Authorities on Wednesday said they found a 200-pound bomb in the New York home of a man who allegedly planned to blow himself up at the National Mall in Washington, D.C in an Election Day attack.
Paul M. Rosenfeld was charged with federal offenses related to manufacturing a bomb and transporting explosives.
In August and September, the 56-year-old sent text messages and letters to a person in Pennsylvania describing his plot, which aimed to call attention to Rosenfeld’s belief in sortition, a political theory that officials should be randomly appointed from a pool of candidates.
“As alleged in the complaint, Paul M. Rosenfeld planned to detonate a large explosive to kill himself and draw attention to his radical political beliefs,” William F. Sweeney Jr, assistant director-in-charge of the FBI’s New York office said in a statement.
“Had he been successful, Rosenfeld’s alleged plot could have claimed the lives of innocent bystanders and caused untold destruction,” Sweeney said.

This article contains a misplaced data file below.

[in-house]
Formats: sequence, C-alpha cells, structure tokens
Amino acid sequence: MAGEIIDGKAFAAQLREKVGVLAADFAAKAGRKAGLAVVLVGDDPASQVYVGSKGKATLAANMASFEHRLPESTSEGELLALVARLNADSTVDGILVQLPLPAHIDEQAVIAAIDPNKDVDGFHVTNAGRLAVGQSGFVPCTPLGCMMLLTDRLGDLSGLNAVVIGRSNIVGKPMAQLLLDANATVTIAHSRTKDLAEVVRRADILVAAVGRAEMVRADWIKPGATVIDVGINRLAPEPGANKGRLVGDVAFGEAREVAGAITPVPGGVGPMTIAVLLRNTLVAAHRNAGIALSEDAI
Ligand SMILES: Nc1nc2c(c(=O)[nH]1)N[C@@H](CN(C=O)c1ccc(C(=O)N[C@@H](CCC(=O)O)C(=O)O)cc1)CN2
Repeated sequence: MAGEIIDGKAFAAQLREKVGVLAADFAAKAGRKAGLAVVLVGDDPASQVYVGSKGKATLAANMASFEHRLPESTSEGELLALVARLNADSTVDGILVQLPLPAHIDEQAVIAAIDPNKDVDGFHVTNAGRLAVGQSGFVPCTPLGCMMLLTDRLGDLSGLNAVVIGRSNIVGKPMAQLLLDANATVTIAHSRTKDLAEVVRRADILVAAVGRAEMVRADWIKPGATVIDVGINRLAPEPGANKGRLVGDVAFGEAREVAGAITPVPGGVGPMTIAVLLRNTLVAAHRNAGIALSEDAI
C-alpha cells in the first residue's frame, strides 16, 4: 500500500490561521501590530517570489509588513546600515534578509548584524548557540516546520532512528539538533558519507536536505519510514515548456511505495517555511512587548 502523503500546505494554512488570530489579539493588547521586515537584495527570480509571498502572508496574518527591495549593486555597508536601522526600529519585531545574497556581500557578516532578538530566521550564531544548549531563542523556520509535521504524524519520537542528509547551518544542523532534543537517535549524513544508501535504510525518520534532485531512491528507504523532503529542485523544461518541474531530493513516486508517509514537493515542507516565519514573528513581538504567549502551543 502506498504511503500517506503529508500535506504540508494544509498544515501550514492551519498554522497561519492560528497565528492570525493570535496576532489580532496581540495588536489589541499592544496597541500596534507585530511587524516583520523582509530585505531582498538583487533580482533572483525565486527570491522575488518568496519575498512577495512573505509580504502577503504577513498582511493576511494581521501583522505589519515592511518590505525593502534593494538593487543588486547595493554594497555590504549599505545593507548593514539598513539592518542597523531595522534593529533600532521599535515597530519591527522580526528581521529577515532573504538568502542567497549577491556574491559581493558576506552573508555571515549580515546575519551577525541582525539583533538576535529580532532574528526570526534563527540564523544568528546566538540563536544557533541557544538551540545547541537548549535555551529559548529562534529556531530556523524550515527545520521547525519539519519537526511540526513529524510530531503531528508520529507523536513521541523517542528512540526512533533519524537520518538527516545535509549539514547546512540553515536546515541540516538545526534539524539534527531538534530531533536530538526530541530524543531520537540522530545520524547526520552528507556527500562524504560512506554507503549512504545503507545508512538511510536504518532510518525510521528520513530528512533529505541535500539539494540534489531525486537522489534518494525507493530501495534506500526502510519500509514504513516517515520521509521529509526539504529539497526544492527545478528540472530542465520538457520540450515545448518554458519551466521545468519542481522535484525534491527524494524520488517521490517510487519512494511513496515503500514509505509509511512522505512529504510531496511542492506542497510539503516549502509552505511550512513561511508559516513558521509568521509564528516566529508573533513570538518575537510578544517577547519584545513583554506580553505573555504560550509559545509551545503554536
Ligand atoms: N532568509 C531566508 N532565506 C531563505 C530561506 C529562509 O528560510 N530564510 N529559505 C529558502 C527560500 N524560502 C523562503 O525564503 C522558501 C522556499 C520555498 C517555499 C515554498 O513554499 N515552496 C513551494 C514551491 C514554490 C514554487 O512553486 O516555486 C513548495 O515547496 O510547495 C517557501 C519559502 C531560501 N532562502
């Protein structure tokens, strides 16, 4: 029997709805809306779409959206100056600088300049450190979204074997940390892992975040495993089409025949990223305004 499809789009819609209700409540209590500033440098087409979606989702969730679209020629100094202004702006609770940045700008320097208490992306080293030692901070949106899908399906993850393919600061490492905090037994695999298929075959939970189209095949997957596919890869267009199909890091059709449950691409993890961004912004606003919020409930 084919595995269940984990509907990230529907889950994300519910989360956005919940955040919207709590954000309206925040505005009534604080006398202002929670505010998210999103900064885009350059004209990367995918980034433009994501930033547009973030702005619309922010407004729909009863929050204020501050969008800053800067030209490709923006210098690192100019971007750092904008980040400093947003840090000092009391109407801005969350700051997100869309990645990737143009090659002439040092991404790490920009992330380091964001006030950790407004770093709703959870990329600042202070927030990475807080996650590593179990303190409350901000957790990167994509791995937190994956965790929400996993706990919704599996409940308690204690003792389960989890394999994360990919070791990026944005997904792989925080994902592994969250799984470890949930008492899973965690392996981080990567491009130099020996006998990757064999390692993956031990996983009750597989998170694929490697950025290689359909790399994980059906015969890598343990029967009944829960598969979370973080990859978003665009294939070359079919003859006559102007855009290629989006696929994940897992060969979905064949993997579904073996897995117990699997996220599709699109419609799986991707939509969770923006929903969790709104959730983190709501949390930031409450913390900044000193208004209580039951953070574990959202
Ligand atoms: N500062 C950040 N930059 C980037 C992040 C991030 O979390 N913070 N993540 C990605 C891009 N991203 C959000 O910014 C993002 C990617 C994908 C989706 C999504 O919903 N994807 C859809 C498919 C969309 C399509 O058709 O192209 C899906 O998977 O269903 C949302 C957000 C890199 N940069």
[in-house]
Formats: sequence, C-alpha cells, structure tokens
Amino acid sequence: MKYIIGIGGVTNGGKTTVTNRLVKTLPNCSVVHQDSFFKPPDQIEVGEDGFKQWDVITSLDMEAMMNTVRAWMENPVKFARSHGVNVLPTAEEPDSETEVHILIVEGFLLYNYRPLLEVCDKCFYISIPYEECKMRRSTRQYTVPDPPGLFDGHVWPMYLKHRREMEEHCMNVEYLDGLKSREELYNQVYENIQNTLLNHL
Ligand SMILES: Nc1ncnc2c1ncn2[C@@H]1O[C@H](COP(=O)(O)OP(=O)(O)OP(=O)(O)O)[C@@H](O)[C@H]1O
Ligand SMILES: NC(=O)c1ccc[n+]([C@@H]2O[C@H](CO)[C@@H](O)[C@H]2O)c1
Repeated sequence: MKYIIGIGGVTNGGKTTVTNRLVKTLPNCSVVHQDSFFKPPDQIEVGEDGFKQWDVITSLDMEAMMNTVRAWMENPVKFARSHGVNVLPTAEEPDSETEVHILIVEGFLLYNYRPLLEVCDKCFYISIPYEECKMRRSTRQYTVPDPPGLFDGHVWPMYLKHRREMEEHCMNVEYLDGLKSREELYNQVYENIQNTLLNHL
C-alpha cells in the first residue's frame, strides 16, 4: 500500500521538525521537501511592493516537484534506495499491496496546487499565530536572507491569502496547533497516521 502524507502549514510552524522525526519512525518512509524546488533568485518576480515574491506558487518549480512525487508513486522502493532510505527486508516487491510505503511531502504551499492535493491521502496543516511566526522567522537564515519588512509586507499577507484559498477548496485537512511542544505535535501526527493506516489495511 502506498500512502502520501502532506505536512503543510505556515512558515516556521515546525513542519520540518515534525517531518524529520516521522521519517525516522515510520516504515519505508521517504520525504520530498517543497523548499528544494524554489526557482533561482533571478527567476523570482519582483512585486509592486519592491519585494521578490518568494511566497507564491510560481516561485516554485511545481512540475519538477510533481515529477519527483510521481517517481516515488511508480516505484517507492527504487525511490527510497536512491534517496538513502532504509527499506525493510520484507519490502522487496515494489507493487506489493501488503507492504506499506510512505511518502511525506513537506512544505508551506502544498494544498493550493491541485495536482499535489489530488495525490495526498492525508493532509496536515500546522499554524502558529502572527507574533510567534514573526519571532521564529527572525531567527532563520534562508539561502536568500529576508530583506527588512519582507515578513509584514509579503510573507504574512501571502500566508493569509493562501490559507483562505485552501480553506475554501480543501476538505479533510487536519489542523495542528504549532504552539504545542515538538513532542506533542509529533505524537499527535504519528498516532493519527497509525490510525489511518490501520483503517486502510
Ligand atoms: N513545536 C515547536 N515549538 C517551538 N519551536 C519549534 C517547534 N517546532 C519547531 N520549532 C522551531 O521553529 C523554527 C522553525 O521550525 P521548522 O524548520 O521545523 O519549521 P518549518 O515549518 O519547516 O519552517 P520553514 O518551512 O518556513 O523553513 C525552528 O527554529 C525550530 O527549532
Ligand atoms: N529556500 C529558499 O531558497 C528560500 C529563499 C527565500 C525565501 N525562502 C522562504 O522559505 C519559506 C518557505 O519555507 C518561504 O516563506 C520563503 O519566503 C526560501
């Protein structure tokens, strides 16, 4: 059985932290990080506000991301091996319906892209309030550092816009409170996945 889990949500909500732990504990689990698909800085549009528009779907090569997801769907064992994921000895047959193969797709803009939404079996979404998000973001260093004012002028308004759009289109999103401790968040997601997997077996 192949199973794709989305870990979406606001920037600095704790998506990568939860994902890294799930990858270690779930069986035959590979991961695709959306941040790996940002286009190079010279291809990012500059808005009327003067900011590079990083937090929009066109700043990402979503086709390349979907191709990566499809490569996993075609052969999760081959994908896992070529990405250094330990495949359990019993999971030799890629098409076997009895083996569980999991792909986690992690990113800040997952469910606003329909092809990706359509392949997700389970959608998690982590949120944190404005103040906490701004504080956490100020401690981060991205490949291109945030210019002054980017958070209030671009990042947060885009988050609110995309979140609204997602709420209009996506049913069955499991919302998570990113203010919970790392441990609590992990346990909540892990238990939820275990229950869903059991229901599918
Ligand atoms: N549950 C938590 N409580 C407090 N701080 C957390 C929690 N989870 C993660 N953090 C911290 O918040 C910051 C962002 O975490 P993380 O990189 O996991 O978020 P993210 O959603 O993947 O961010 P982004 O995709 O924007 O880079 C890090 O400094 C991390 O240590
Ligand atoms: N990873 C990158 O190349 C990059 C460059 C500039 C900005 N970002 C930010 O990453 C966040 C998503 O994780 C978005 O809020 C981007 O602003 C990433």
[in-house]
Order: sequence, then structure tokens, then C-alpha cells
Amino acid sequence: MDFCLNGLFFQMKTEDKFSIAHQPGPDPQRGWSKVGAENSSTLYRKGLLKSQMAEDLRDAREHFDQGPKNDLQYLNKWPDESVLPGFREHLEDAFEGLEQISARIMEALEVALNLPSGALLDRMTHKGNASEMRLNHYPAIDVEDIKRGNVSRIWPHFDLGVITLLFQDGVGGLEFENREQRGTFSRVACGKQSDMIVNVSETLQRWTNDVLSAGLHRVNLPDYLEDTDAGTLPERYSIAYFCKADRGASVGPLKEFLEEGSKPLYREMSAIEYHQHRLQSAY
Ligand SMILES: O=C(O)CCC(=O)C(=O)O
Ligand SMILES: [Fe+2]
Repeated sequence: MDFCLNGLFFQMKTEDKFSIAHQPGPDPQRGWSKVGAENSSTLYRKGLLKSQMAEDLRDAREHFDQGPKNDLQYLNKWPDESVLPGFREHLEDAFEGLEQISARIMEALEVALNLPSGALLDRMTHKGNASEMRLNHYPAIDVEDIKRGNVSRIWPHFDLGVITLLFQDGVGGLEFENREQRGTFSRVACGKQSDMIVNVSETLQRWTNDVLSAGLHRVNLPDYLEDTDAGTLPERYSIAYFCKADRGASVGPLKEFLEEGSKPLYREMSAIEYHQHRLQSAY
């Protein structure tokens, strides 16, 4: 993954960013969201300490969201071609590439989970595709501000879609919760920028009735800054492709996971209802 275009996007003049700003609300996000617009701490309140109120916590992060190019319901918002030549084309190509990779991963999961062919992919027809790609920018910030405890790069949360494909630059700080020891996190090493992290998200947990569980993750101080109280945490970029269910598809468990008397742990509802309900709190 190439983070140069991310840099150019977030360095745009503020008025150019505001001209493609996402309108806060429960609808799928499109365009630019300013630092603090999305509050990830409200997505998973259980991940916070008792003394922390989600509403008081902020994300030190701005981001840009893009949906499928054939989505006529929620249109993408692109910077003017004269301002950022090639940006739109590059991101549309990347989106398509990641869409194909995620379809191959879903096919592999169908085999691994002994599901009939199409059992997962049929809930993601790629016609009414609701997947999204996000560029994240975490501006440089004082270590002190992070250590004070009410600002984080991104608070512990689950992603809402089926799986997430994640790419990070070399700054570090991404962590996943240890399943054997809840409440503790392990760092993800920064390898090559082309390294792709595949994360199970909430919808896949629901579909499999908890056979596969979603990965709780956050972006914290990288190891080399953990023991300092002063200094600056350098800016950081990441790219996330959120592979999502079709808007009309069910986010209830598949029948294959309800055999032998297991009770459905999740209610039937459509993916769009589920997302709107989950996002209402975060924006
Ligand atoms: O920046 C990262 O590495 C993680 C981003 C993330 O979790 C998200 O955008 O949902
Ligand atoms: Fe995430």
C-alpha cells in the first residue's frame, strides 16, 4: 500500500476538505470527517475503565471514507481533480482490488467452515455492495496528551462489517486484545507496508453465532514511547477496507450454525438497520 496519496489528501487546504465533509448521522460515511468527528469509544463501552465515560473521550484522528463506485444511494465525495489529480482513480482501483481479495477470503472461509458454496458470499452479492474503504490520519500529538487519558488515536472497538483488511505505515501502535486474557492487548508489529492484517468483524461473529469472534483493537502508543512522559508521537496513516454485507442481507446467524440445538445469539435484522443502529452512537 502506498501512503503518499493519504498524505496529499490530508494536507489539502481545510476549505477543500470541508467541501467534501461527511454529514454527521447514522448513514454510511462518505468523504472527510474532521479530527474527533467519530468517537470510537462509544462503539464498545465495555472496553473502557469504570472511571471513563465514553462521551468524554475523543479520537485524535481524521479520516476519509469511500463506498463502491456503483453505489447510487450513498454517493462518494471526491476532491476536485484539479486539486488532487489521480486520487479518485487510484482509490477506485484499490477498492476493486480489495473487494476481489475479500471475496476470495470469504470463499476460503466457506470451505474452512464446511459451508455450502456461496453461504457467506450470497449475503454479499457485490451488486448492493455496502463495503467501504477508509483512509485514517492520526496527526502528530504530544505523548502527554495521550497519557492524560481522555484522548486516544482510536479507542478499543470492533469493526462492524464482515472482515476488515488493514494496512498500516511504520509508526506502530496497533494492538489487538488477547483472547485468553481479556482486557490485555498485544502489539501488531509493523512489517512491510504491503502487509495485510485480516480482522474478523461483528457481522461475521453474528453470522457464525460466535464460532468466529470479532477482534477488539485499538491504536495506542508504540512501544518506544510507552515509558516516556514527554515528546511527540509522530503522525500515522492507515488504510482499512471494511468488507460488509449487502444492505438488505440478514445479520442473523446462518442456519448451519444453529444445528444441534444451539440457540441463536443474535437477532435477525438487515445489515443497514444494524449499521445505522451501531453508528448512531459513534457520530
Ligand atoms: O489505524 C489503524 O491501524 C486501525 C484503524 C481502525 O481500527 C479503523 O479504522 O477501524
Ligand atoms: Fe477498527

After authorities stopped Rosenfeld’s car Tuesday, he told investigators he ordered large amounts of black powder online and brought the explosive from an unspecified location in New Jersey to his Tappan, New York, home, according to court documents.
In the interview with authorities, the accused bomb-maker said he used about eight pounds of black powder to build a large explosive device in his basement, according to a criminal complaint. He claimed to have built the device as to make sure he would be killed in the blast that he allegedly planned for Nov. 6.
Rosenfeld admitted he built smaller bombs and conducted test detonations, an FBI agent wrote in the complaint, which stated he told authorities he was acting alone.
FBI bomb technicians and local authorities swarmed Rosenfeld’s house Wednesday, near the Palisades Interstate Parkway.
Agents safely removed the explosive from his basement, where they also recovered empty powder canisters and bomb components, according to authorities.
Rosenfeld was scheduled for a court appearance Wednesday in White Plains, New York, federal court.